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If you could remove the HV winding from the flyback ,could you then use the resulting flyback for all of the other windings except the HV winding and also use an independent external HV supply for the CRT anode? I suppose it may require some additional winding with L/R/C components to tune the flyback to match the original characteristics?

Dave
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Old 11-13-2013, 07:32 PM
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This George Stevens Co winding machine is designed for universal (flyback and peaking coil) type windings, and does not do layer type windings used in power and audio transformers.
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Old 11-13-2013, 07:33 PM
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On newer roundys (like CTC-16 era) I've heard of folks having successfully removed the fly's HV winding and getting their HV from a solid state HV trippler the input of which being connected to the HO Tube's top cap....This may also be a solution for your CT-100.

Two options to further confirm your flyback is at fault are to compare it's winding resistances to those listed in the Sam's folder, and to get a vintage flyback/yoke ringer (aka a flyback tester) and see how yours tests.

Good luck fixing it.
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Old 11-13-2013, 07:36 PM
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Dave,

I've seen it done. When I got my Philco 48-2500 projection TV, a prior owner (an engineer) had unhooked the original HV supply, and built his own little HV supply with an 807 tube and a nice big RF coil for the HV. I hastily removed all that and put the set back to original, only to discover there was a good reason why he had done that -- the original HV supplies in those sets had too high of source impedance, resulting in fluctuating HV with scene brightness, which in turn affected focus stability.

So yes, I think that could work. I'll probably try that as a last resort if necessary. Hopefully I can either get a replacement flyback, or modify/repair the existing one in some manner that works OK. So one way or another, we'll get this problem solved! Glad to see lots of ideas here from you guys.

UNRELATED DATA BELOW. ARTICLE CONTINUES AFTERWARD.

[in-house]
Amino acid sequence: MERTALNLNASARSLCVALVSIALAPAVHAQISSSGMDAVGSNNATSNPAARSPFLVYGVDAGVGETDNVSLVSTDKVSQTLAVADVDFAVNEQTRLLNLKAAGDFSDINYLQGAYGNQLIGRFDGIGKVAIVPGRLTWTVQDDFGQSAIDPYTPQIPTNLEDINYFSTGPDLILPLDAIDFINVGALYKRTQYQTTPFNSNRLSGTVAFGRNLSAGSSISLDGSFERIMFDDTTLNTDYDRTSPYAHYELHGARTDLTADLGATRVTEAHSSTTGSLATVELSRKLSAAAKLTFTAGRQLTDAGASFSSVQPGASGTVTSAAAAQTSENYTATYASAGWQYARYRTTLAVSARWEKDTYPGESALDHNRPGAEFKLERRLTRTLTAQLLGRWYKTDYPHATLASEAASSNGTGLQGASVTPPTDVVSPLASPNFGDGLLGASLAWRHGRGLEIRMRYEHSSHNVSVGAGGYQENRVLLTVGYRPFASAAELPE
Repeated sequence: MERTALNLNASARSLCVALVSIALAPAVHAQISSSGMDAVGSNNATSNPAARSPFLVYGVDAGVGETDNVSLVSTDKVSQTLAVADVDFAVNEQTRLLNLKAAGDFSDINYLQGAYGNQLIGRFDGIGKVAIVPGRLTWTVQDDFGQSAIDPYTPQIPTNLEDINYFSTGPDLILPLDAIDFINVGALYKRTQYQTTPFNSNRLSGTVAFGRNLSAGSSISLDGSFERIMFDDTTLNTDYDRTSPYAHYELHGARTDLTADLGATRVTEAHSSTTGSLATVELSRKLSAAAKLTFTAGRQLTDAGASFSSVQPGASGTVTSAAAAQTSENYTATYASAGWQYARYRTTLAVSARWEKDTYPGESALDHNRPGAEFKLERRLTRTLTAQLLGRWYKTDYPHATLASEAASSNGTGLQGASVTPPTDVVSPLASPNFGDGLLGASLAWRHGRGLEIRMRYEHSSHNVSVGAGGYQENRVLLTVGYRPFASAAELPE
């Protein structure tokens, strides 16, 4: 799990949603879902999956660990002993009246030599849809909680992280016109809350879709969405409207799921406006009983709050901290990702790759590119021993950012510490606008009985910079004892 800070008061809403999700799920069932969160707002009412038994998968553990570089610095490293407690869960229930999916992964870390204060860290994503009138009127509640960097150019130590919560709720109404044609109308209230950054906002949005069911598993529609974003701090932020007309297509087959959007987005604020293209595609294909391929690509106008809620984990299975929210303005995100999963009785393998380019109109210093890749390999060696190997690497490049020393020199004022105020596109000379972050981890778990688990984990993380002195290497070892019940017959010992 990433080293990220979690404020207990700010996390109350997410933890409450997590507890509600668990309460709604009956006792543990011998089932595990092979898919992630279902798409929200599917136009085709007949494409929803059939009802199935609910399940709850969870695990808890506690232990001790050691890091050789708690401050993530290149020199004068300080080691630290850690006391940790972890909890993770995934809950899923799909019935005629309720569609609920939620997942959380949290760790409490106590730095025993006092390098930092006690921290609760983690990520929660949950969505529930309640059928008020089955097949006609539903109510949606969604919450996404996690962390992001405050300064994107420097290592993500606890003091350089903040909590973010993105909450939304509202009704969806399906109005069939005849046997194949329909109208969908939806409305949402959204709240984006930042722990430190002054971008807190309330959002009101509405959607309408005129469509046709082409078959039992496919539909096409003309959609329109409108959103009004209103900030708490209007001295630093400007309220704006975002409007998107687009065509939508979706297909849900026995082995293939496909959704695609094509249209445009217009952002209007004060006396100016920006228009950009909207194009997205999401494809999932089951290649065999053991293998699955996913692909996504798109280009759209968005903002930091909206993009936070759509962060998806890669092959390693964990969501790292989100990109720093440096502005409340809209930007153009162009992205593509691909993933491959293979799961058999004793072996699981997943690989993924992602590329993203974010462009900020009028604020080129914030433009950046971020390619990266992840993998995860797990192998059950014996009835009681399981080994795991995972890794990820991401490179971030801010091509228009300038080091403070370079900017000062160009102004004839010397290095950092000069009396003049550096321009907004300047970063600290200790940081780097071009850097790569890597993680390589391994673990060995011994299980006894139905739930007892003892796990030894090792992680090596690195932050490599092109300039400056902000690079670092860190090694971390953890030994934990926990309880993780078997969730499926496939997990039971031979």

Tom C.,

The tripler idea sounds very interesting! On the Philco set mentioned above, I eventually replaced the original poorly-designed vacuum tube voltage tripler with a solid state tripler to improve the HV supply, so I have a little experience working with a tripler module. That would be a very nice fix that would fit into a small space somewhere and not look too crazy. If the drive right off the primary is high enough, then the original regulator, etc., should still be usable. It seems quite possible that this could work. I notice that the focus supply runs off a tap *below* the 6CD6 drive connection, and generates 4.5 kV with a simple half-wave rectifier. All I need is for the top of the primary to generate 6.7 kV to get enough to triple to 20 kV.

This might be the next thing I try after seeing if some minor surgery can remove the shorted turn. Easier than trying to rewind the HV winding or retrofit an HV winding from another flyback. I suppose I could even "borrow" the tripler out of my Philco to do a feasibility test, and then order another if the result looks viable.

I did check all the resistances, and they are quite close to the values on the Sams schematic. If it's a shorted turn, it seems to be isolated to just one turn or a small number of turns, having no appreciable effect on the total DC resistance of the winding.

Tom

Last edited by Tom Albrecht; 11-13-2013 at 07:43 PM.